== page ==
Planetary Protection


NASA HQ Vacancy: Planetary Protection Officer

NASA HQ Vacancy: Planetary Protection Officer

NASA has posted a position in the Science Mission Directorate for the Planetary Protection Officer. It has a very short response time, with applications due by June 25, 2014.


Could Life Hitch a Ride to Saturn and Jupiter?

Could Life Hitch a Ride to Saturn and Jupiter?

A new study supported by the NASA Astrobiology Institute suggests that the possibility of life being transferred from the inner solar system to the moons of Jupiter and Saturn, although very rare, cannot be ruled out.


Planetary Protection: Preventing Microbial Hitchhiking

Planetary Protection: Preventing Microbial Hitchhiking

While astronauts might dream of discovering unknown life one day in their future career, ESA's Planetary Protection Officer oversees activities that achieve it on a regular basis.


Rare New Microbe Found in Two Distant Clean Rooms

Rare New Microbe Found in Two Distant Clean Rooms

A rare, recently discovered microbe that survives on very little to eat has been found in two places on Earth: spacecraft clean rooms in Florida and South America.


Could Life Have Survived a Fall to Earth?

Could Life Have Survived a Fall to Earth?

It sounds like science fiction, but the theory of panspermia, in which life can naturally transfer between planets, is considered a serious hypothesis by planetary scientists. The suggestion that life did not originate on Earth but came from elsewhere in the universe (for instance, Mars), is one possible variant of panspermia. a.


Sterilized Mars Spacecraft Largely a Waste of Money

Sterilized Mars Spacecraft Largely a Waste of Money

Writing in the journal Nature Geoscience, astrobiologists Alberto Fairen of Cornell University and Dirk Schulze-Makuch of Washington State University say the NASA Office of Planetary Protection's "detailed and expensive" efforts to keep Earth microorganisms off Mars are making missions to search for life on the red planet "unviable."


Planetary Protection: A Work in Progress

Planetary Protection: A Work in Progress

For the past few years, a research team in Antarctica has been drilling through several miles of ice in an effort to reach Lake Vostok. Lake Vostok is the largest of a number of bodies of fresh water trapped deep in the ice and isolated from the rest of Earth's biosphere for millions of years. What forms of life may exist in Lake Vostok are of interest not only to terrestrial ecologists but also astrobiologists given that moons such as Europa, Ganymede, and Enceladus may have water oceans underneath their outer icy surfaces.


ROSES-12 Amendment 1: Due Dates Changed for Appendix C.18, The Planetary Protection Research Program.

Planetary protection involves preventing biological contamination on both outbound and sample return missions to other planetary bodies. Numerous areas of research in astrobiology/exobiology are improving our understanding of the potential for survival of Earth microbes in extraterrestrial environments, relevant to preventing contamination of other bodies by organisms carried on spacecraft. Research is required to improve NASA's understanding of the potential for both forward and backward contamination, how to minimize it, and to set standards in these areas for spacecraft preparation and operating procedures. Improvements in technologies and methods for evaluating the potential for life in returned samples are also of interest.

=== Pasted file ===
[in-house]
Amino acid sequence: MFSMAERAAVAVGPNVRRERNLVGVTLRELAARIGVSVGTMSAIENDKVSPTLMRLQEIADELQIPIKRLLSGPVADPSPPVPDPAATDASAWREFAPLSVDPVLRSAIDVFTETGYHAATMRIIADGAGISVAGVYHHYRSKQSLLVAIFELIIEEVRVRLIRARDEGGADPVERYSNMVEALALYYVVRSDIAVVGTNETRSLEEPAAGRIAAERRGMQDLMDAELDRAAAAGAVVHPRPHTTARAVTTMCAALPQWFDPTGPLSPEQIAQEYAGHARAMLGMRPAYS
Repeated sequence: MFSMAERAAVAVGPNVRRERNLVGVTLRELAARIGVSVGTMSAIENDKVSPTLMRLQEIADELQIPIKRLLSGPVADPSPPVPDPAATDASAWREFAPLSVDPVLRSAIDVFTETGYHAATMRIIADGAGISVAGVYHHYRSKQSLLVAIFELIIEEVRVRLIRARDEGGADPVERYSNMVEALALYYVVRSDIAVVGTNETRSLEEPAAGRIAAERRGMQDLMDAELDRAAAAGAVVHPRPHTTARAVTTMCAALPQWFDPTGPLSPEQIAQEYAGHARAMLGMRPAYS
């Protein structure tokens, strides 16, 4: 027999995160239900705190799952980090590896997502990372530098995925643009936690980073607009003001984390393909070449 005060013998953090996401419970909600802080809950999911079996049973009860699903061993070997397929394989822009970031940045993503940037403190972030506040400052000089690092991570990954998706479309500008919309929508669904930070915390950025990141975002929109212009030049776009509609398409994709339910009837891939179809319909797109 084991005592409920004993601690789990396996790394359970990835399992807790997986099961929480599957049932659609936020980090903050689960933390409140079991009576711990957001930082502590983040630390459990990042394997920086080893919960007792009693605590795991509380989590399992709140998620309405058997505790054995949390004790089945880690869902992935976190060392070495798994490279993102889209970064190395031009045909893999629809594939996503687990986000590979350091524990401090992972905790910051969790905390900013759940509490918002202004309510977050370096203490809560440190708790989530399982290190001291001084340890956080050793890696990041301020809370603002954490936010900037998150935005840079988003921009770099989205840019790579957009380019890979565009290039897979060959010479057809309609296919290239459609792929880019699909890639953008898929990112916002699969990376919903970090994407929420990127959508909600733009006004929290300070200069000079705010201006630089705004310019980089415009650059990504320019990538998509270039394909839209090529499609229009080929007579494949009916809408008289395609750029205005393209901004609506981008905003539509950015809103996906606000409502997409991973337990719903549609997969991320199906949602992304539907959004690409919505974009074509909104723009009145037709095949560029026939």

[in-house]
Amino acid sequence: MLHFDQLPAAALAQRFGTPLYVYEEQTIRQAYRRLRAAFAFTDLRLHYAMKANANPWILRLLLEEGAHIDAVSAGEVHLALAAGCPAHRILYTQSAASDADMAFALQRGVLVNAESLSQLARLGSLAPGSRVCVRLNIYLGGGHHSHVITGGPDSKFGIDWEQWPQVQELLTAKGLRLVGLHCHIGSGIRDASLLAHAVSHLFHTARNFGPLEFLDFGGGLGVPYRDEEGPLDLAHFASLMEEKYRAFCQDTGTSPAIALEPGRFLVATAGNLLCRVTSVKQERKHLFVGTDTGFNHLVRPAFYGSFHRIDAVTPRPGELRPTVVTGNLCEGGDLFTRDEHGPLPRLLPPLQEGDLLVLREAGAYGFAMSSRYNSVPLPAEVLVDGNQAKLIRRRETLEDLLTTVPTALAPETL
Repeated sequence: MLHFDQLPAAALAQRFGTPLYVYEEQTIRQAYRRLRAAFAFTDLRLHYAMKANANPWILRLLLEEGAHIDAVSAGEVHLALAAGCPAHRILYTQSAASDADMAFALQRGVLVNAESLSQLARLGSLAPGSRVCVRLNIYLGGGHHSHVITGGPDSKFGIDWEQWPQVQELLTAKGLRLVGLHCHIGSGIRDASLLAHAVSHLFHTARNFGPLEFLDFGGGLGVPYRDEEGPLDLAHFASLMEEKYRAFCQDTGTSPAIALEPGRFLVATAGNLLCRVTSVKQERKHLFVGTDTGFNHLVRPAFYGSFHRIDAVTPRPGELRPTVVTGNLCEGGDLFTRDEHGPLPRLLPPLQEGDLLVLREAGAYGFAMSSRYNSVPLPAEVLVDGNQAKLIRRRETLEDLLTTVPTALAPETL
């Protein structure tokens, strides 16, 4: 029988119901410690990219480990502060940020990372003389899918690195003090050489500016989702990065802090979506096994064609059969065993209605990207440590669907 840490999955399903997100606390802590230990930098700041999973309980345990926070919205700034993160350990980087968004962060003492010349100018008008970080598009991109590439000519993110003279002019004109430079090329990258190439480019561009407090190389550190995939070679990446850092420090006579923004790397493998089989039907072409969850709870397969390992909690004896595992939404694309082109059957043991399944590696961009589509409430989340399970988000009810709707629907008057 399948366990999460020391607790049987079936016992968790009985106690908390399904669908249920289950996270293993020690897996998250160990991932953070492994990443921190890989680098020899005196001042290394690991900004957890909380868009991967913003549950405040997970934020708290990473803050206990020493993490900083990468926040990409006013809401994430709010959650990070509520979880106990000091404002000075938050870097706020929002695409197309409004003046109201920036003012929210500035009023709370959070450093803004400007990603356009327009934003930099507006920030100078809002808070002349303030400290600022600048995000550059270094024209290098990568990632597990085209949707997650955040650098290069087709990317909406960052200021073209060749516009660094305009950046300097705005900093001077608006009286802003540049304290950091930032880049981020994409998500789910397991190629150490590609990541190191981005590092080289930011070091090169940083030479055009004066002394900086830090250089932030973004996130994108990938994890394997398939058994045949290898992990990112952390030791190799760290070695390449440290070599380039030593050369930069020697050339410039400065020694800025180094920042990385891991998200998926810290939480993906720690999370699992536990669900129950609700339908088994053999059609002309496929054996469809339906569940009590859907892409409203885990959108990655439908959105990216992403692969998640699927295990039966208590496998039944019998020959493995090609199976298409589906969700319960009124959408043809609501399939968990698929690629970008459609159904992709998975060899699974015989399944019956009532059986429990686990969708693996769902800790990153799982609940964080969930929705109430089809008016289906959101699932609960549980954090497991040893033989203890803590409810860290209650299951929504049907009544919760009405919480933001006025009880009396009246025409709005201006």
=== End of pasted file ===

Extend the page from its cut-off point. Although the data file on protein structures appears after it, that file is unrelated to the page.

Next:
For Appendix C.18, The Planetary Protection Research Program, Notices of Intent are now due on June 29, 2012, and Proposals are now due September 5, 2012. This change is being made so that the due dates occur on work days.

On March 9, 2012, this Amendment to the NASA Research Announcement "Research Opportunities in Space and Earth Sciences (ROSES) 2012" (NNH12ZDA001N) was posted on the NASA research opportunity homepage at http://nspires.nasaprs.com/ and appears on the RSS feed at: http://nasascience.nasa.gov/researchers/sara/grant-solicitations/roses-2012

Table 2 and Table 3 of the Summary of Solicitation for this NRA will be updated to reflect these changes.

Questions concerning Appendix C.18, The Planetary Protection Research Program, may be addressed to Cassie Conley, Planetary Science Division, Science Mission Directorate, NASA Headquarters, Washington, DC 20546-0001. Email: cassie.conley@nasa.gov; Telephone: 202-358-3912.


Due Dates Changed for the Planetary Protection Research Program

Planetary protection involves preventing biological contamination on both outbound and sample return missions to other planetary bodies. Numerous areas of research in astrobiology/exobiology are improving our understanding of the potential for survival of Earth microbes in extraterrestrial environments, relevant to preventing contamination of other bodies by organisms carried on spacecraft. Research is required to improve NASA's understanding of the potential for both forward and backward contamination, how to minimize it, and to set standards in these areas for spacecraft preparation and operating procedures. Improvements in technologies and methods for evaluating the potential for life in returned samples are also of interest.

Notices of Intent are now due on June 29, 2012.

Proposals are now due September 5, 2012.

This change is being made so that the due dates occur on work days. Go to: http://nspires.nasaprs.com/

Questions concerning the Planetary Protection Research Program, may be addressed to

Cassie Conley cassie.conley@nasa.gov 202-358-3912


Comparative Survival Analysis of D. radiodurans and the Haloarchaea N. magadii and H. volcanii Exposed to Vacuum Ultraviolet Irradiation